Down in Rain, Up in Smoke

One day out of Nantahala, we reach Locust Cove Gap, where we set up camp and prepare for imminent rain. Other thru-hikers stopped at the NOC for an hour or two, then left to avoid the weather system creeping toward us. Lauren and I were more apt to enjoy the sun on a zero as planned, soak our legs in the river, then push out, regardless of weather.

As we’ve heard Ms. Janet (and others quoting her) say, “No pain, no rain, no Maine.” Her words have been our gospel.

At Locust Cove, we set up our tent (a one-person masquerading as a two), retrieve water from the ground spring downhill, make dinner (gnocchi in cheese sauce), and throw up our bear hang.

After seven, another hiker comes lumbering in. He stops at the sign, leans his pack against it, and rifles through his things for something he seems to have trouble locating.

It’s near sunset, and we’re surprised he is still hiking. He doesn’t acknowledge us, though we’re sitting on a log ten yards from where he has decided to rest. I walk toward him on my way to hang our toiletries. I’m hoping he decides not to camp; we rarely have a campsite to ourselves.

“How you doin’?” I ask. I don’t hear a response. It’s not clear if he heard me.

“It’s late. How many more miles you plan on hiking tonight?”

“Five,” he says. “To the road.”

From his back pocket he pulls a business card and hands it to me. It’s for a hostel in a nearby town. He’s the caretaker.

“When you get to the road tomorrow, call this number and y’all can stay at the hostel. It’s supposed to rain.”

“I’ll give it some thought,” I said.

He packs up the layers he’d taken out and zips the top shut, heaves it on his back, and halfway up trail, delivering a final pitch, yells down at us, “You know you want to,” as if that were enough to convince us, and disappears around the bend.

Later that night, tucked in our bags, the wind whips through the gap and broadsides our tent. We scurry out, unstake it, and turn it around so that its narrow fin of a body cuts the wind instead of catching it.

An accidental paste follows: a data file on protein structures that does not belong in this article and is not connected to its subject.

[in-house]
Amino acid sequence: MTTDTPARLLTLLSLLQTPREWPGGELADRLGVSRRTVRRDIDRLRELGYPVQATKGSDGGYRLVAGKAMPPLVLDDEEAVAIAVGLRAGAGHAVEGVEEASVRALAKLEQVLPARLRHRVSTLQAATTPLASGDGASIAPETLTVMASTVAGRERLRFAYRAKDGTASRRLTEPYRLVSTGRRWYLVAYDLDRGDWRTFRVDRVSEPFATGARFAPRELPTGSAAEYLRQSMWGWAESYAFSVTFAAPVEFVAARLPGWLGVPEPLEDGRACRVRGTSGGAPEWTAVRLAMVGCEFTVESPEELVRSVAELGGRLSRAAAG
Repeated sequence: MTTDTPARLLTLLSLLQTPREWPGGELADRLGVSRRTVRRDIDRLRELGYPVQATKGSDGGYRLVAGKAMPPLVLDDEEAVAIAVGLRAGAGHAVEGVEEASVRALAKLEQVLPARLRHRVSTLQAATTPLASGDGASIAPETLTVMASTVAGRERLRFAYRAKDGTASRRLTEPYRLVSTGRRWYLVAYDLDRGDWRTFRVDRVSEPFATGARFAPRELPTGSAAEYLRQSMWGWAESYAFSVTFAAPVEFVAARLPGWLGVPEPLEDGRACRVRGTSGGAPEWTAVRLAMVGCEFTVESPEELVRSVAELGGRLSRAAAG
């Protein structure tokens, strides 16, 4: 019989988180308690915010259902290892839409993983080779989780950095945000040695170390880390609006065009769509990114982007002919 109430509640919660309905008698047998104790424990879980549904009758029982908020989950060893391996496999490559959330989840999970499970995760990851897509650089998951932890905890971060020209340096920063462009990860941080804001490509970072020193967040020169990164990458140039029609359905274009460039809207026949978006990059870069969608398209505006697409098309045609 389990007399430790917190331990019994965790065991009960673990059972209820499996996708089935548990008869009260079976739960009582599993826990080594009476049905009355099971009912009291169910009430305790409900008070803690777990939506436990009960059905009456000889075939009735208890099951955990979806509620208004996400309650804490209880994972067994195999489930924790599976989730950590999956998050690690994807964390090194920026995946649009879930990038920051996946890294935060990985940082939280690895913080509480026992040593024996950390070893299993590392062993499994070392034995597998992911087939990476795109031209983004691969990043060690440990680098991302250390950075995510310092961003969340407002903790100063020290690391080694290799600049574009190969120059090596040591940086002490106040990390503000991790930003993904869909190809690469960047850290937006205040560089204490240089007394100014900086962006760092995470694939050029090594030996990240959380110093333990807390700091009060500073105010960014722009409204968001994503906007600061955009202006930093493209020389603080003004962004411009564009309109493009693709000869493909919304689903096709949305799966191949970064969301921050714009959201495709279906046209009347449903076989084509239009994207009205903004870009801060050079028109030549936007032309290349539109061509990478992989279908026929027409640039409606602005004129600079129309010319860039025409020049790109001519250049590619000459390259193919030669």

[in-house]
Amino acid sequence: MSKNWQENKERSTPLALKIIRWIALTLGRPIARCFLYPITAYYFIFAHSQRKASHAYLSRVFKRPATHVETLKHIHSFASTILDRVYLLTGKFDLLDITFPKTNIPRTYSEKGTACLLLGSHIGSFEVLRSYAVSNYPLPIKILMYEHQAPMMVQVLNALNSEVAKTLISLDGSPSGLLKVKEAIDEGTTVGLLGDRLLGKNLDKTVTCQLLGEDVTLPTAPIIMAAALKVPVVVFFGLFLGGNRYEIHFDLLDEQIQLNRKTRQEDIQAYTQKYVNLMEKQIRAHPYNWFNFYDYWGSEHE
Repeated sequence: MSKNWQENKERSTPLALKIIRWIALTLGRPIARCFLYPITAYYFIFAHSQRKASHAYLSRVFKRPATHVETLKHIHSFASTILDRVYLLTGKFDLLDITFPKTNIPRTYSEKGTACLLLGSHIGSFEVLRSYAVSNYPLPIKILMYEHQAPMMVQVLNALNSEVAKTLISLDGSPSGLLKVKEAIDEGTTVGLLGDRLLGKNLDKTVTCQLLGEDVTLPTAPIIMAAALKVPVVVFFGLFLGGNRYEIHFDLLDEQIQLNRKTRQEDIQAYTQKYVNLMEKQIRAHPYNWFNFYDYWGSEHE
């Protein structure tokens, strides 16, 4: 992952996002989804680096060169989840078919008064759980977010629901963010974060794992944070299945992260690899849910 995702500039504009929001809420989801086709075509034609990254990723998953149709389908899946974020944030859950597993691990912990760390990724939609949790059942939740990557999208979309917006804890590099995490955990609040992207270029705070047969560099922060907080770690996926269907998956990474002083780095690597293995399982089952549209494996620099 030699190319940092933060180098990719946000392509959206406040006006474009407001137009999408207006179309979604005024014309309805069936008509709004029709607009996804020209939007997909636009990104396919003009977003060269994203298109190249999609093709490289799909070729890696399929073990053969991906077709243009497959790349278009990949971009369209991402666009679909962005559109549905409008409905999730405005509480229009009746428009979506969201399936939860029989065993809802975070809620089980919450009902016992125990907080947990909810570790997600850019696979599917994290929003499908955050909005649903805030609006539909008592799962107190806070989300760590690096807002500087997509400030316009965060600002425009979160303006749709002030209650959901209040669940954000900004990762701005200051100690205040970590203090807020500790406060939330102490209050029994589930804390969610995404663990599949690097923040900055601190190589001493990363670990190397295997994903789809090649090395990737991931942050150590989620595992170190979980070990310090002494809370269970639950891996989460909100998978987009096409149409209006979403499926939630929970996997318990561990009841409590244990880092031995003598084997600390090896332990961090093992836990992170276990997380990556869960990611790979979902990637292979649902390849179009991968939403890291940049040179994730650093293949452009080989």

The next day it rains as we expected. The goal is not a hostel but the Fontana Shelter, dubbed “the Fontana Hilton” by hikers for its onsite shower, charging station, for its relatively recent construction, and for the number it sleeps; at a capacity nearing 20, it is one of the larger shelters, if not the largest, on the trail.

It is upward of an 18-mile day to get there, the majority of it in rain. The temperature is cold but not unbearably so, and our rain coats and pants keep us dry and insulated. Sweat is an issue. What rain doesn’t soak, sweat makes damp, but it is dry relative to what could be.

Around noon we approach two men hiking ahead of us. The trail has been quiet the past two days and they are the first hikers we have seen since the prior evening’s visitor.

They are both wearing bright-orange ponchos, and from behind look as though the sun had grown four legs and gone for a walk. Near the shelter where we stop for lunch, we meet the four-legged star; it is a father and son, eyes set on Maine.

We exchange names, chitchat, eat quietly while the rain settles. The respite gives us a window to air out our socks, boots, and insoles-all soaked after our wet morning.

The rest of the hike is uneventful. We step carefully over wet roots and slick rocks, muck through miles of mud, enjoy a few random moments of rain-free hiking, and at six, wander up hill to the Fontana Hilton, hoping, again, we might have a site to ourselves.

A plume of smoke escapes the entrance of the shelter. It’s as if the pope has died and the Vatican council is signaling a chosen successor.

Looking inside we see 20 hikers, some in their bags, others out, smoking, listening to another hiker in a Waffle House hat play guitar and sing cover songs with a folksy, off-key twang.

Some have been here since yesterday, hiding out from the rain, others arrived earlier in the day. It does not look like a promising place to rest, but after our trek in, with a wet tent in tow, we are too tired to entertain other options.

“Is there any room in there?” we ask.

They all seem hesitant to answer. I think I hear, “no.” Another says, “Sure, if you have a couple of bottles of whiskey!” Another says, “maybe up top.” After some shifting of pads, air mattresses, and sleeping bags, they create two spaces for Lauren and me to slip into. We are content to have the space.

An hour after dark, smoke still in the air, we wake up to a surprise: Half-Slow and M&M are delivering Bojangles, some late-night trail magic. Headlamps from every corner of the shelter turn on and give shape to the stagnant smoke trapped between rafters.

“Half-Slow!” I call out. “Is that you?”

“Lauren? Bryce?” he asks.

He grabs a plate before hikers closest to the box can clean it of its contents. He passes us a breast and buttermilk biscuit. It is the best fried chicken I have ever had. We eat and sleep. In the morning, we leave for the park.

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